Printer Friendly

Industrial Resources receives steel certification.

[ILLUSTRATION OMITTED]

The American Institute of Steel Construction (AISC) recently certified Industrial Resources with a Standard for Steel Building Structures. "All the welding and fabrication that comes out of our shop meets the rigorous quality standards published by the AISC that is accepted all over the world," said Charles Miller, president, Industrial Resources. "This certification sets us apart from the pack."

"There are so many things you have to do to maintain quality control associated with a steel construction project, apart from the paint and weld," said Phillip Burnside, quality control manager for Industrial Resources. "This accreditation includes the whole steel construction process from beginning of the project to the end.

"The process starts when a project is awarded, the design engineering and detail engineering begins and selecting suppliers for the steel components to start the fabrication. When the material is shipped and unloaded, it has to be visually inspected by our receiving clerk, and he has to sign a material receiving report to verify that the material was conformant to what was ordered and there were no damages or non-conformities to the steel. We also receive Mill Test Reports for all steel and bolts that are ordered.

"Extensive electronic records are kept, which is required by the AISC. The process then continues when the steel is picked up outside and starts through the shop for the fabrication process."

All equipment and machines associated with the fabrication process have to be calibrated and maintained so when the AISC performs their audits, they can verify everything outlined in the code of specifications is being done.

Now that Industrial Resources is accredited, the AISC will perform annual external audits. There are only three accredited companies in West Virginia.

"The certification also includes the detailing," Miller said. "After the engineers design the structure, we have to make detail and erection drawings that show the fabricators how to manufacture it and erectors how to construct it. The AISC has standards for detailed drawings to have appropriate welding notes to ensure what is on the detailed drawing is what is to be fabricated.

"When we deliver a steel construction project to a customer, we can provide certifications for all the material that went into the project with electronic copies of the Mill Test Reports for steel and the manufacturing lot numbers for all bolt assemblies. We can also provide electronic copies of all welding, blasting, ambient temperature conditions, and dry film thickness inspection reports for the welding and painting process. If a company has a specific paint thickness requirement, every piece will be measured and verified."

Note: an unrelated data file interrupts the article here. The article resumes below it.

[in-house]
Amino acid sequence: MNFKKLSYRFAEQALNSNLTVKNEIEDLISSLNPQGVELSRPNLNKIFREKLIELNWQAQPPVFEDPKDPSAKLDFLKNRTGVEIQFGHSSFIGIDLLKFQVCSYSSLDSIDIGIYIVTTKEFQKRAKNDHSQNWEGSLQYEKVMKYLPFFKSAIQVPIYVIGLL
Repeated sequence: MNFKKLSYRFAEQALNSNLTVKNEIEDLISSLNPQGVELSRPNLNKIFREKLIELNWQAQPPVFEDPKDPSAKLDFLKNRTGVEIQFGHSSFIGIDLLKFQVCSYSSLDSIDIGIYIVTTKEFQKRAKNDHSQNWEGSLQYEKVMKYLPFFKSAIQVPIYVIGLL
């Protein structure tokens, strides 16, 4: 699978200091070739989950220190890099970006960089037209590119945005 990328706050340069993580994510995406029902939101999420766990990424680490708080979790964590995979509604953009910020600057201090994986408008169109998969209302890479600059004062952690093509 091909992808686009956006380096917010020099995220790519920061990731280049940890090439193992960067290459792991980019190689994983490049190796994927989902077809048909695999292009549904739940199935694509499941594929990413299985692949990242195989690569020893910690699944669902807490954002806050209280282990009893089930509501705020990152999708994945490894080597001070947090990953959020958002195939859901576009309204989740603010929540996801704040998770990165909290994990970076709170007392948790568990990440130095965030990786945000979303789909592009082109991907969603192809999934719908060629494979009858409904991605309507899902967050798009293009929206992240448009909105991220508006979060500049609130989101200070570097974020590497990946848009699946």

Industrial Resources is continuously measuring and calibrating the equipment they use. This certification holds them accountable and raises their quality standards to a different level.

Industrial Resources has been providing engineering, design, fabrication and construction to the coal industry since 1946, but they had to find a way to adapt and adjust to the changing market and economy. "We had to become more competitive, not just in the coal industry, but for the aggregate, river terminal, ocean port and bulk material handling businesses," Miller said.

"We have the ability to conduct any type of non-destructive testing," Burnside said. Different types of non-destructive testing can be conducted, which include mag particle, ultra-sonic and dye penetration testing. These tests are advanced technical procedures to check welds to make sure they are watertight and have no deficiencies whatsoever within the weld.

"This has been a significant training process for our welders," Burnside said. "The welding test our welders have taken with the various Welding Procedure Specifications and qualifications not only include visual examinations of the weld, but also are comprised of a tensile test, which is a test that tries to pull the weld apart. When pulled apart, the break has to be in the non-welded area of the steel. The steel can fail, but the weld has to hold. They also conduct a bend test to the welded metal coupon. Once again, the non-welded part of the metal can separate in the bend, but not the weld itself." Quality Management Co. conducted the AISC audit. www.Indres.com
COPYRIGHT 2015 PRIMEDIA Business Magazines & Media Inc. All rights reserved.
No portion of this article can be reproduced without the express written permission from the copyright holder.
Copyright 2015 Gale, Cengage Learning. All rights reserved.

Article Details
Printer friendly Cite/link Email Feedback
Title Annotation:PRODUCT NEWS
Publication:Coal Age (1996)
Date:Sep 1, 2015
Words:687
Previous Article:Cat launches fatigue monitoring service.
Next Article:Is handling paperwork the weakest link in a MSHA defense strategy?
Topics:

Terms of use | Privacy policy | Copyright © 2018 Farlex, Inc. | Feedback | For webmasters